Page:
I have invited a very special guest to write to you today about a subject that people want to avoid because of the confusion it causes, the unknown, and the taboo subject that most cannot understand. No one wants to deal with such a painful subject and neither did this mother and father. I wrote last week about the “demons” of Designer drugs and the effects it has on the mind and behaviors. I really would like for you to take the time to go over to my facebook wall and tell this mother that you read her story, then click the social media icons at the top and bottom of the page to spread the word about suicide. I know several families whom have had to live with the questions in their head “Why” and What could I have done”
Julie Barnes – thank you for sharing your story. I know that it will touch someone and help at least one family deal with their own grief by sharing yours. Chris we honor your life today in sharing this story.
It was on March 26th in 2008 that my life changed forever. It was a usual Wednesday. I did some work for my clients and my husband, Ron was off early that day from work. Ron stuck his head in my office to say someone was knocking at the front door and that he would grab it. It wasn’t but a minute and Ron was back saying that I needed to come to the door because there was two police officers that needed to speak to us. That’s when we were told that our 23 year old son Chris had taken his life. Ron and I stood there for what seemed like hours and just sobbed.
We knew what had led Chris down this awful path. Addiction. Chris had hurt his back the first time in the Army going through Basic training. After being discharged early for medical reasons Chris worked as a delivery driver and did construction work. Jobs that required a strong back and with a family to now support, Chris was doing what he had to do. It was during this time that Chris had went to a doctor for his back pain and was prescribed OxyContin. I had only heard of this drug being prescribed for pain after surgery.
According to Drug.com, OxyContin is a controlled-release form of the narcotic painkiller Oxycodone. Which is used to treat moderate to severe pain when continuous, around-the-clock relief is needed for an extended period of time.
While looking for current statistics on OxyContin addiction, I ran across Howard C. Samuals, PsyD, who is a leading drug and alcohol addiction expert at The Hills Treatment Center. It states on his website the following…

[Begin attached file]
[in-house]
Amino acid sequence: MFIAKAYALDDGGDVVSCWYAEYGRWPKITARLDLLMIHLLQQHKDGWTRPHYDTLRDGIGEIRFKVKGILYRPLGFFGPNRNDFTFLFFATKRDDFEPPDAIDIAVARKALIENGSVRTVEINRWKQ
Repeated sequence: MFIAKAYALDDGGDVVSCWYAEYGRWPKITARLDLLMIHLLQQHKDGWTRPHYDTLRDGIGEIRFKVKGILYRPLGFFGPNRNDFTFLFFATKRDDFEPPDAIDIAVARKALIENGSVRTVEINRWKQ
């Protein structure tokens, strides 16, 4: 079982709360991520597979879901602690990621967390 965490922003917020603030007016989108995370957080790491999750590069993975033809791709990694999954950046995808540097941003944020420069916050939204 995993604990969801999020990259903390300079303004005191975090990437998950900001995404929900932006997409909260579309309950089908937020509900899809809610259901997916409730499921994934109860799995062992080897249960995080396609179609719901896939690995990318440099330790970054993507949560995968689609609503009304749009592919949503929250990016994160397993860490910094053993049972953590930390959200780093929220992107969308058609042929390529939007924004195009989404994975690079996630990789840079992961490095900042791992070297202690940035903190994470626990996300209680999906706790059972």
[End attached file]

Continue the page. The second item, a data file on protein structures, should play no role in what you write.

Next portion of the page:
Because of its genetic make-up of opiate, it has similar characteristics of morphine and heroin, making it a highly addictive drug. It goes on the say that many patients of serious injuries are being prescribed OxyContin, while most of them are uneducated of the reality of addiction.
But Chris did know he was addicted and entered into an outpatient drug treatment center where he was given a daily dose of Methadone. Drug.com list Methadone as an opiate that is used to reduce withdrawal symptoms in people addicted to heroin or other narcotic drugs without causing the “high” associated with the drug addiction.
Although Chris was trying his hardest to break his addiction for his beautiful family, it seemed that the Methadone took him down to even more despair.
I remember spending hours researching on Methadone after Chris passed. I just couldn’t get why they would put him on another opiate that would require breaking another addiction. I remember hearing Chris say that he was so scared of going through the withdraw systems.
Chris’ death not only shed light on addiction, but also opened my eyes to suicide. It was while searching for support groups that I found out about the Suicide Walk coming up the following September. I remember thinking to myself that the more people that show up to walk or donate money the more awareness we could make happen. The event would even be covered by the local media.
Not knowing anyone who had experienced this, when I got to the park, I was blown away with the hundreds of people there that had suffered a loss of a loved one by suicide. It was sad and heartbreaking.
It also showed us, that you never know what can happen in your life.
It’s September 25th as I write this and National World Suicide Prevention Day was on September 11th. One very important lesson that the universe has showed me over and over, is to step through any fear, shame, or stigma that surrounds our life events and to share our stories, because they may change a life or save a life.
As I shared some of my favorite pictures of Chris on Facebook, it was important to me that I bring a face to suicide. And to bring a sense of dignity to Chris and for everyone else that had taken their life. After all, we are all human and Chris was a loving son, nephew, grandson and most importantly a loving father. And we miss him every day!
I also included the following statistics given by the American Foundation for Suicide Prevention…
Every 40 seconds, someone in the world dies by suicide.
If you’re feeling suicidal call the National Suicide Prevention Lifeline 1-800-273-TALK (8255) to speak with a trained crisis worker.
Julie Barnes is a grief coach and empowerment ninja! After suffering through several devastating life events, including the death of her 23-year-old son Chris to suicide, Julie had aha moment. To look at these experiences as gifts to share with other women who are struggling to come out of the dark and into the light. Julie now helps women Claim Their Shine through one-on-one coaching and group coaching programs at www.claimyourshine.com.